The Laxdaela Saga, tr. by Muriel Press, , at sacred-texts.com
Hoskuld, Koll o'Dales' son, fell ill in his old age, and he sent for his sons and other kinsfolk, and when they were come Hoskuld spoke to the brothers Bard and Thorleik, and said, "I have taken some sickness, and as I have not been much in the way of falling ill before, I think this may bring me to death; and now, as you know, you are both begotten in wedlock, and are entitled to all inheritance left by me. But there is a third son of mine, one who is not born in wedlock, and I will ask you brothers to allow him, Olaf to wit, to be adopted, so that he take of my means one-third with you."
Bard answered first, and said that he would do as his father wished, "for I look for honour from Olaf in every way, the more so the wealthier he becomes."
Then Thorleik said, "It is far from my wish that Olaf be adopted; he has plenty of money already; and you, father, have for a long time given him a great deal, and for a very long time dealt unevenly with us. I will not freely give up the honour to which I am born."
Hoskuld said, "Surely you will not rob me of the law that allows me to give twelve ounces to my son, seeing how highborn Olaf is on his mother's side."
To this Thorleik now agreed. Then Hoskuld took the gold ring, Hakon's gift, that weighed a mark, and the sword, King's gift, whereon was half a mark of gold, and gave them to Olaf, his son, and therewith his good luck and that of the family, saying he did not speak in this way because he did not know well enough that the luck had already come to him. Olaf took his gifts, and said he would risk how Thorleik would like it. Thorleik liked it very ill, and thought that Hoskuld had behaved in a very underhand way to him. Olaf said, "I shall not give up the gifts, Thorleik, for you agreed to the gift in the face of witnesses; and I shall run the risk to keep it."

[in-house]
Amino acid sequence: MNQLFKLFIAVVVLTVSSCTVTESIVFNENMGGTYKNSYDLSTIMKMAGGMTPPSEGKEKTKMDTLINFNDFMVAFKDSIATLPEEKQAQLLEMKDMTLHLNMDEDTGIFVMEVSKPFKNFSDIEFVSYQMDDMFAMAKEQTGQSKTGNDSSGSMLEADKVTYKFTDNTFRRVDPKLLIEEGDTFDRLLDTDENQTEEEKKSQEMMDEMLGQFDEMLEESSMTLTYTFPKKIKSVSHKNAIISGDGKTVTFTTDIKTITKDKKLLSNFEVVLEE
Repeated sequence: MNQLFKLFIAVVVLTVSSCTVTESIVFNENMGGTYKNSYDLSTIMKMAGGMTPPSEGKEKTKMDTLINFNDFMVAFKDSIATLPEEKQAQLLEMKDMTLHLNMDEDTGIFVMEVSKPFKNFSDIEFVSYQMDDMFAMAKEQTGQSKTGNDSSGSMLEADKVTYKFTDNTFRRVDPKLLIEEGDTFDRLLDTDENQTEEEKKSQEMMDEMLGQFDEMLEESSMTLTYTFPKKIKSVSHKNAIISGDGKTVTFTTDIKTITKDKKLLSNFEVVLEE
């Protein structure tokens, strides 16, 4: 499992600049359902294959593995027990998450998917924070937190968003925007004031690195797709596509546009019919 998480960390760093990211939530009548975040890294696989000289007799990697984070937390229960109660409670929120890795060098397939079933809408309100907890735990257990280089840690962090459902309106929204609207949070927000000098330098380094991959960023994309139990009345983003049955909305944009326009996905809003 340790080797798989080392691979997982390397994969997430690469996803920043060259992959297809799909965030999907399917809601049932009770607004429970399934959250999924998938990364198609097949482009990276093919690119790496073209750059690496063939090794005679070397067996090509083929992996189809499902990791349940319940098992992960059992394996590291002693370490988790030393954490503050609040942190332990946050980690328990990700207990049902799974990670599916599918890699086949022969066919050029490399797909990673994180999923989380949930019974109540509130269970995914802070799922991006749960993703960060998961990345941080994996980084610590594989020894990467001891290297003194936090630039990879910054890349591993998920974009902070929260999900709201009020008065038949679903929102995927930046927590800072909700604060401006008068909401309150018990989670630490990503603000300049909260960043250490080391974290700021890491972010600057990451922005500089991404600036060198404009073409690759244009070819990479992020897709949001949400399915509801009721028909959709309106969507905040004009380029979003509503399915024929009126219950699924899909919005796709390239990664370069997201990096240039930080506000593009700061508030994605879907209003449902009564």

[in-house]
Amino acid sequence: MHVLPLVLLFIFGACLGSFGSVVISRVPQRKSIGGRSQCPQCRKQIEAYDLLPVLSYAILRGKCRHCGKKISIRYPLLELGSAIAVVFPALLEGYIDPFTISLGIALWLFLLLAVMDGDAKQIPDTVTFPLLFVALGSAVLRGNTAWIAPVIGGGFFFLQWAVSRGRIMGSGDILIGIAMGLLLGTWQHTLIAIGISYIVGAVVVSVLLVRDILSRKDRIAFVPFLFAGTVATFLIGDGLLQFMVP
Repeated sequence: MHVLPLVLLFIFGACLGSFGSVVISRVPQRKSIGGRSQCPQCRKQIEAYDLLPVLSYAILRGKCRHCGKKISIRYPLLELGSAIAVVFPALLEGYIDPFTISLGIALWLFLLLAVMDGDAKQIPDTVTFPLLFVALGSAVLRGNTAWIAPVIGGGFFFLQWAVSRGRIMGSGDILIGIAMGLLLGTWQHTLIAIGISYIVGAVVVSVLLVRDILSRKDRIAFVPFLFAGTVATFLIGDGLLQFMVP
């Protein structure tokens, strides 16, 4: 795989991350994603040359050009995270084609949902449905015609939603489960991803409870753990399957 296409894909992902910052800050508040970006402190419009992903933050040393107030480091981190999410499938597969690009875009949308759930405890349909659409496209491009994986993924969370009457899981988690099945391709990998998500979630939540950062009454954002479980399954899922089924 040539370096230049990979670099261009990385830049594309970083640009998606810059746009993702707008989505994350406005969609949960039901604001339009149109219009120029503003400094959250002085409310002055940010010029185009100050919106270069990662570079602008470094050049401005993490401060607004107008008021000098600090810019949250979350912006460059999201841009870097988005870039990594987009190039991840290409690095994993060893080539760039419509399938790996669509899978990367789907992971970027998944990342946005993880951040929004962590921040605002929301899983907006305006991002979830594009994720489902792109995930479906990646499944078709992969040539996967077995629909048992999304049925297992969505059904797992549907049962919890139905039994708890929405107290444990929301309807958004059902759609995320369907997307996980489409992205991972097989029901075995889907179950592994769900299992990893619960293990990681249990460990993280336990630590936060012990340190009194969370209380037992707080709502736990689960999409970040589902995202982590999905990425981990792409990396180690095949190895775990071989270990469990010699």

Bard said he would obey his father's wishes. After that Hoskuld died, and his death was very much grieved for, in the first place by his sons, and next by all his relations and friends. His sons had a worthy cairn made for him, but little money was put into it with him. And when this was over, the brothers began to talk over the matter of preparing an "arvale" (burial feast) after their father, for at that time such was the custom. Olaf said, "It seems to me that we should not be in a hurry about preparing this feast, if it is to be as noble as we should think right; now the autumn is very far worn, and the in-gathering of means for it is no longer easy; most people who have to come a long way would find that a hard matter in the autumn days; so that it is certain that many would not come of the men we most should like to see. So I will now make the offer, next summer at the Thing, to bid men to the feast, and I will bear one-third of the cost of the wassail."
The brothers agreed to that, and Olaf now went home. Thorleik and Bard now share the goods between them. Bard had the estate and lands, which was what most men held to, as he was the most popular; but Thorleik got for his share more of the chattels. Olaf and Bard got on well together, but Olaf and Thorleik rather snappishly. Now the next winter passed, and summer comes, and time wears on towards the Thing. The sons of Hoskuld got ready to go to the Thing. It was soon seen clearly enough how Olaf took the lead of the brothers. When they got to the Thing they set up three booths, and make themselves comfortable in a handsome manner.